nonmusician

nonmusician

(ˌnɒnmjuːˈzɪʃən)
n
a person who is not a musician
References in periodicals archive ?
They performed pure-tone audiometry along with an interview with professional musicians and at control group composed by nonmusician soldiers.
The accordionist played the tie-up notation, while 50 of her nonmusician friends, with an hour's instruction, performed another piece of weaving notation, the thread count, on violins that Bocanegra rented for the occasion.
Pinheiro and colleagues compared musicians and nonmusician healthy controls when they listened to sentences with two conditions: sematic content (neutral versus happy versus angry) and pure prosody.
The band were signed and dropped by two record labels - again, receiving money for doing nothing - and, after bass player Glen Matlock was dumped and nonmusician Sid Vicious brought in to replace him, the writing was on the wall.
Musicians children detect pitch violations in both music and language better than nonmusician children: behavioral and electricophysiologycal approaches.
(20) However, among British Army musicians with 8 to 12 years of military service, the risk of developing hearing loss did not appear to be any greater than their nonmusician counterparts.
In the ensuing decades, as computers and electronic music became more entwined, the roles of composer, performer, and programmer would not only further coalesce but frequently be assumed by a nonmusician. Cybernetic Serendipity Music doesn't particularly point in this direction (although Schmidt concluded his note in a 1967 ICA bulletin for "A Painter's Use of Sound" by asking, "Is it too much to hope that a complete ignorance of musical theory may be some curious advantage?").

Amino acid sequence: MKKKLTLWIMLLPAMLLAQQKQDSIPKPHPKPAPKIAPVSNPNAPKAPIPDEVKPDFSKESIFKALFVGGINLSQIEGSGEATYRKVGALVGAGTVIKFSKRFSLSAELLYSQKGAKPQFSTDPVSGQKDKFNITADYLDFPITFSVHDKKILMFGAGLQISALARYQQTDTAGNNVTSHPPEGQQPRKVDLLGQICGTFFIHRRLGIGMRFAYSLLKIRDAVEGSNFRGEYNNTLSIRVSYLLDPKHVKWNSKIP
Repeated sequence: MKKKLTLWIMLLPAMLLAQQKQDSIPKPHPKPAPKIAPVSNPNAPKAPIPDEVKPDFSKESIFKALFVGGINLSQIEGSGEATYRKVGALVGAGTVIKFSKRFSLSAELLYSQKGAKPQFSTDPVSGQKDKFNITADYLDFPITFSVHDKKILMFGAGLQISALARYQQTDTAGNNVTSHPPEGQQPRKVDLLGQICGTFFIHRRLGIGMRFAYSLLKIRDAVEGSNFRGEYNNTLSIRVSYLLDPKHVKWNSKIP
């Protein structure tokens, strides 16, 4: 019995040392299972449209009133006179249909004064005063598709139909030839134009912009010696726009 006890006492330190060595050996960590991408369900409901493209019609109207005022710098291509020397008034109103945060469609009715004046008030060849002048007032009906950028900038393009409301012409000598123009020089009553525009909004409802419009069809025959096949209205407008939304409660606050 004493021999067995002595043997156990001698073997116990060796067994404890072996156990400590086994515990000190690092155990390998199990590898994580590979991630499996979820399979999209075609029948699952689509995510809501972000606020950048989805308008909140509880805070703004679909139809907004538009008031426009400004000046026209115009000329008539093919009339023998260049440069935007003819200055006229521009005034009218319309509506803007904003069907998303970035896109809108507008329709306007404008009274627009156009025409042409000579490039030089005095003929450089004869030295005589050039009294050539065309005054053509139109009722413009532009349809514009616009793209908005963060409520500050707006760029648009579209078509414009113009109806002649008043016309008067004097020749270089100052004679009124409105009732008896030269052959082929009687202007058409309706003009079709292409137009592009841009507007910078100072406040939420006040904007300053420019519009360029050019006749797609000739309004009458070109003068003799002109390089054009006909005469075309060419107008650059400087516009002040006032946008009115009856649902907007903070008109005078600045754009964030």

In other words, compared to their nonmusician cotwin, musicians playing an instrument in older adulthood had a 64% lower likelihood of developing dementia or cognitive impairment.
Instruction includes music basics so that even a nonmusician or non reader can become fluent in reading and performing notation accurately with practice.
Although both musicians teach at conservatories, their concerts are meant to please the lay listener or nonmusician, said Smith, who has mentioned in previous interviews that he gets pleasure out of seeing the recognition on the faces of audience members.
Sadly, though, she calls her reliability into question right away when she declares that Shostakovich's "own voice" cannot be heard "in even the best of his symphonies" a surprisingly sweeping assessment from a nonmusician who conceded a page earlier that she has listened only to "most" of the composer's 15 symphonies.